Christine O'Donnell, Delaware Republican U.S. Senate nominee, smiles during remarks to the Family Research Council's Values Voters Summit in Washington, September 17, 2010. REUTERS/Jonathan Ernst (UNITED STATES - Tags: POLITICS)
Christine O'Donnell, Delaware Republican U.S. Senate nominee, smiles during remarks to the Family Research Council's Values Voters Summit in Washington, September 17, 2010. REUTERS/Jonathan Ernst (UNITED STATES - Tags: POLITICS)
One obvious reason for that prediction is the polling: O'Donnell trails Coons by double digits.

There's more to it than that, though.

As a commenter over at Libertarian [sic] Republican notes, "Scott Brown was polling 11 points behind [Martha] Croakley [sic] less than two weeks before the [Massachusetts January special] election."

True. But are the situations similar?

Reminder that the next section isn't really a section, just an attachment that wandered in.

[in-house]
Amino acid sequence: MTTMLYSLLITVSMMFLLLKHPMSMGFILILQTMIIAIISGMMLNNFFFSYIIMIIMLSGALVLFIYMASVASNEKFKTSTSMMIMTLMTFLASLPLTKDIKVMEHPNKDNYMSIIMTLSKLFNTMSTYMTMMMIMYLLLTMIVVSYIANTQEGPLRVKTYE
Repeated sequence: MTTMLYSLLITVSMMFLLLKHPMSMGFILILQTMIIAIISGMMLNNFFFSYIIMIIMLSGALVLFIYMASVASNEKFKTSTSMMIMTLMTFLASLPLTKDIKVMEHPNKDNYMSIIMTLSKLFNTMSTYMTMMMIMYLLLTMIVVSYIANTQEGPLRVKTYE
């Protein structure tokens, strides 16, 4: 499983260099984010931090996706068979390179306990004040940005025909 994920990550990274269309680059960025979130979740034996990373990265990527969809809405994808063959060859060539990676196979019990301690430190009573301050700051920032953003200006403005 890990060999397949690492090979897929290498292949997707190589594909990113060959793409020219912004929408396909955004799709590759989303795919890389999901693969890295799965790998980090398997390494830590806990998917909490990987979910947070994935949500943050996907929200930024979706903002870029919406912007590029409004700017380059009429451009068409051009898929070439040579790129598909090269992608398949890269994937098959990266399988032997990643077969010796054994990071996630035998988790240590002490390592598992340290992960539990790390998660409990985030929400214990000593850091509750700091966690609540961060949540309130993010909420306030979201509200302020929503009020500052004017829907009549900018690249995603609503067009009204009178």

So far as I can tell, Scott Brown has never lost an election. He started off as a local property assessor, served three terms in the lower house of Massachusetts's legislature, won a special election to fill an unexpired term in the State Senate, and was subsequently re-elected to three full terms before running for US Senate.

O'Donnell, on the other hand, has never been elected to public office. This is her third run for US Senate -- she ran once before as the GOP nominee, and another time as a write-in after losing the GOP primary.